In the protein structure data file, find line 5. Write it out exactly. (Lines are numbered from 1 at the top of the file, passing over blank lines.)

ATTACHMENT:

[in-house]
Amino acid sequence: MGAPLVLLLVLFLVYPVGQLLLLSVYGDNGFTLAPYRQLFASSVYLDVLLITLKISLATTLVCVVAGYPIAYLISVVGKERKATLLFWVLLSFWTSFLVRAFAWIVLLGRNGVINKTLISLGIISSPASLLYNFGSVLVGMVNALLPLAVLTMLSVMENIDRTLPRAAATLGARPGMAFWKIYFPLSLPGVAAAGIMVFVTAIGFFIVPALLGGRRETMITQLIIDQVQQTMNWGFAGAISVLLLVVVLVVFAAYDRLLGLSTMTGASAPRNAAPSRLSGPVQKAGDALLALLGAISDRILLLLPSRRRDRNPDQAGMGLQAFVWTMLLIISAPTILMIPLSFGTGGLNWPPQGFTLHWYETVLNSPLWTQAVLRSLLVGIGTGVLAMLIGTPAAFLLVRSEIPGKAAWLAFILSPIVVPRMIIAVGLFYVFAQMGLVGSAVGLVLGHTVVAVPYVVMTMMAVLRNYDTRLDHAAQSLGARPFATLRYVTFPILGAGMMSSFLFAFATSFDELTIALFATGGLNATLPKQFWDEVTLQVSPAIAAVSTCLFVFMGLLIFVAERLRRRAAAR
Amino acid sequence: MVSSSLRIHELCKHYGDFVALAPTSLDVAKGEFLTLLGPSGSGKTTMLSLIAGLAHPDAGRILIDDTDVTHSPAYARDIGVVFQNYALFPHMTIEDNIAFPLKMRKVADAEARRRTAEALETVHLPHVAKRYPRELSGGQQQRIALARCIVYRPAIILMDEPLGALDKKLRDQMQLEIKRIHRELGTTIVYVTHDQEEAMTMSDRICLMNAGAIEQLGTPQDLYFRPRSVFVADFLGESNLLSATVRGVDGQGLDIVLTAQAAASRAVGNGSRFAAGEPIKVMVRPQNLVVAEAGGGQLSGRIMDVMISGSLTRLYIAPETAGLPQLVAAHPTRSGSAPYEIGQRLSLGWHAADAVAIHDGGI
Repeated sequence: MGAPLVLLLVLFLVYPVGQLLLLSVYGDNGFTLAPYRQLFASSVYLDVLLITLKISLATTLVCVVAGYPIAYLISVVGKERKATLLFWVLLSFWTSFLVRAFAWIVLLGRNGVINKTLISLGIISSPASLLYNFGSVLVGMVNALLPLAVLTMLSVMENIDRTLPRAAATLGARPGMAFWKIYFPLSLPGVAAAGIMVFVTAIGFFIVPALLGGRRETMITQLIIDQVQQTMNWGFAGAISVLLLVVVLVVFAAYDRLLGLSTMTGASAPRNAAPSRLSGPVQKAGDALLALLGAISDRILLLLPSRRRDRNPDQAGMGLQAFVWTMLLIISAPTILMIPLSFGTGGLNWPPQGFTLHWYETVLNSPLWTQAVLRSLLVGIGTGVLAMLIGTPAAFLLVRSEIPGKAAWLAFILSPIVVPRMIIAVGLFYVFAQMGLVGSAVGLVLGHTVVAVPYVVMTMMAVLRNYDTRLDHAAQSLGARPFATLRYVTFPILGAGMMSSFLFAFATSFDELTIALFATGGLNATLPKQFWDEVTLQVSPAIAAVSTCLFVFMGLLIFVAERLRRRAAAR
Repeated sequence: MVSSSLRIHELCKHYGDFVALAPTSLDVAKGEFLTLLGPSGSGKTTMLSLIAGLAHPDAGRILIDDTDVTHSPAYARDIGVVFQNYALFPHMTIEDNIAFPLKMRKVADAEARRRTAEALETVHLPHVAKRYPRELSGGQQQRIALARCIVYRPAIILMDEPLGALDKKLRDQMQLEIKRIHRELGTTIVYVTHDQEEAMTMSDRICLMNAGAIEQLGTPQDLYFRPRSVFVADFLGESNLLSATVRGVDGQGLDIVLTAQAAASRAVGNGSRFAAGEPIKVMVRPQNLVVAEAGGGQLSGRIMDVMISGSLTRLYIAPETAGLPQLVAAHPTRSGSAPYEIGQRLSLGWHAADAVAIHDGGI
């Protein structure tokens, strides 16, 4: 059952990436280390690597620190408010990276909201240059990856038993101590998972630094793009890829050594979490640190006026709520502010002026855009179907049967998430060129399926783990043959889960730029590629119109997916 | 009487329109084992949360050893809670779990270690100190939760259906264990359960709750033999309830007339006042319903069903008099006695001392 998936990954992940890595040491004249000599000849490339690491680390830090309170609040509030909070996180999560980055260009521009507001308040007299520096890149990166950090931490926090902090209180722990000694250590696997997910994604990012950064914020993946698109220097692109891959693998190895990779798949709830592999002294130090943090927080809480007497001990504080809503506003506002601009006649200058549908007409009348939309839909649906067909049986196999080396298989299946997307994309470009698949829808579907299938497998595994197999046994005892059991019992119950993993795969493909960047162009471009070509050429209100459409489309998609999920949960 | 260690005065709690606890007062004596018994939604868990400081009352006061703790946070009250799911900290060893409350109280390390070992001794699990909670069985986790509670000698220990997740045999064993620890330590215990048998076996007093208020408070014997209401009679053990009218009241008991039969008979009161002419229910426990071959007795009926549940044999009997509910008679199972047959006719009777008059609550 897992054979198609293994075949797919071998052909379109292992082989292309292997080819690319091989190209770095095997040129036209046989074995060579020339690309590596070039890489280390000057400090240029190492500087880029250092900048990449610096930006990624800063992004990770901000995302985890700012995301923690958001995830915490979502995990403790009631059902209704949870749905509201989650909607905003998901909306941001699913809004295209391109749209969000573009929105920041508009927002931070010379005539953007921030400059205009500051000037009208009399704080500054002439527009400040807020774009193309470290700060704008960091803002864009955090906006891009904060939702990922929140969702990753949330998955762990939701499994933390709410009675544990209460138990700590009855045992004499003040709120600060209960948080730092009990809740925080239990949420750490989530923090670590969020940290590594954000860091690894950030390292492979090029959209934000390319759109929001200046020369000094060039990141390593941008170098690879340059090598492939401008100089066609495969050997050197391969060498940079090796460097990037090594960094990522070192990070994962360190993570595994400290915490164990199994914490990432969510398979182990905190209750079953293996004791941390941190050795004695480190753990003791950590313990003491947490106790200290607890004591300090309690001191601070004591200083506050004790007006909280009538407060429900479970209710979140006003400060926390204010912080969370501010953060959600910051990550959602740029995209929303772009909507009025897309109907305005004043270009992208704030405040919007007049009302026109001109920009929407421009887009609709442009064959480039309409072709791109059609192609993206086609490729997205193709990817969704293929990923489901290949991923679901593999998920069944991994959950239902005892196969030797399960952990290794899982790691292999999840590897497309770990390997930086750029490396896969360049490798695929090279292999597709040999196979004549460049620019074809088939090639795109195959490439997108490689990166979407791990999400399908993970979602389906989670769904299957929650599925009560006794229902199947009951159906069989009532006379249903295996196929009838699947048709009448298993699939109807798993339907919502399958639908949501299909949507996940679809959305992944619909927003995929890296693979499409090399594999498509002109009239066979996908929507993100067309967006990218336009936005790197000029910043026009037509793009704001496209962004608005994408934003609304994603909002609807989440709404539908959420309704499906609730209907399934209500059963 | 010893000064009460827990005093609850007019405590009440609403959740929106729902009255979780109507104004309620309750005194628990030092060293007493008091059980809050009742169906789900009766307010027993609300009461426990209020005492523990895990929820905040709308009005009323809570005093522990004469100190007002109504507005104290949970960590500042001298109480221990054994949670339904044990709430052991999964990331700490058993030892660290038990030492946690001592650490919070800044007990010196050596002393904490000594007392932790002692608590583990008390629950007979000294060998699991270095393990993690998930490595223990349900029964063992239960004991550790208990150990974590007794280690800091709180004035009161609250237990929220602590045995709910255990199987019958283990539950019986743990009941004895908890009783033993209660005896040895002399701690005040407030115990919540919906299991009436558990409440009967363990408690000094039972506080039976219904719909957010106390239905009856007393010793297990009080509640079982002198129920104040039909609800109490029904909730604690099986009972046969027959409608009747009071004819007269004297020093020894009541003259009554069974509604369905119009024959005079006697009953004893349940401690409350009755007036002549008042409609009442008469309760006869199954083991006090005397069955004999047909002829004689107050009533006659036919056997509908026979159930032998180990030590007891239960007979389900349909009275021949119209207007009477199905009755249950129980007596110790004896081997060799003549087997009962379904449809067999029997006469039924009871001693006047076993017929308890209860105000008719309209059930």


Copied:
Repeated sequence: MVSSSLRIHELCKHYGDFVALAPTSLDVAKGEFLTLLGPSGSGKTTMLSLIAGLAHPDAGRILIDDTDVTHSPAYARDIGVVFQNYALFPHMTIEDNIAFPLKMRKVADAEARRRTAEALETVHLPHVAKRYPRELSGGQQQRIALARCIVYRPAIILMDEPLGALDKKLRDQMQLEIKRIHRELGTTIVYVTHDQEEAMTMSDRICLMNAGAIEQLGTPQDLYFRPRSVFVADFLGESNLLSATVRGVDGQGLDIVLTAQAAASRAVGNGSRFAAGEPIKVMVRPQNLVVAEAGGGQLSGRIMDVMISGSLTRLYIAPETAGLPQLVAAHPTRSGSAPYEIGQRLSLGWHAADAVAIHDGGI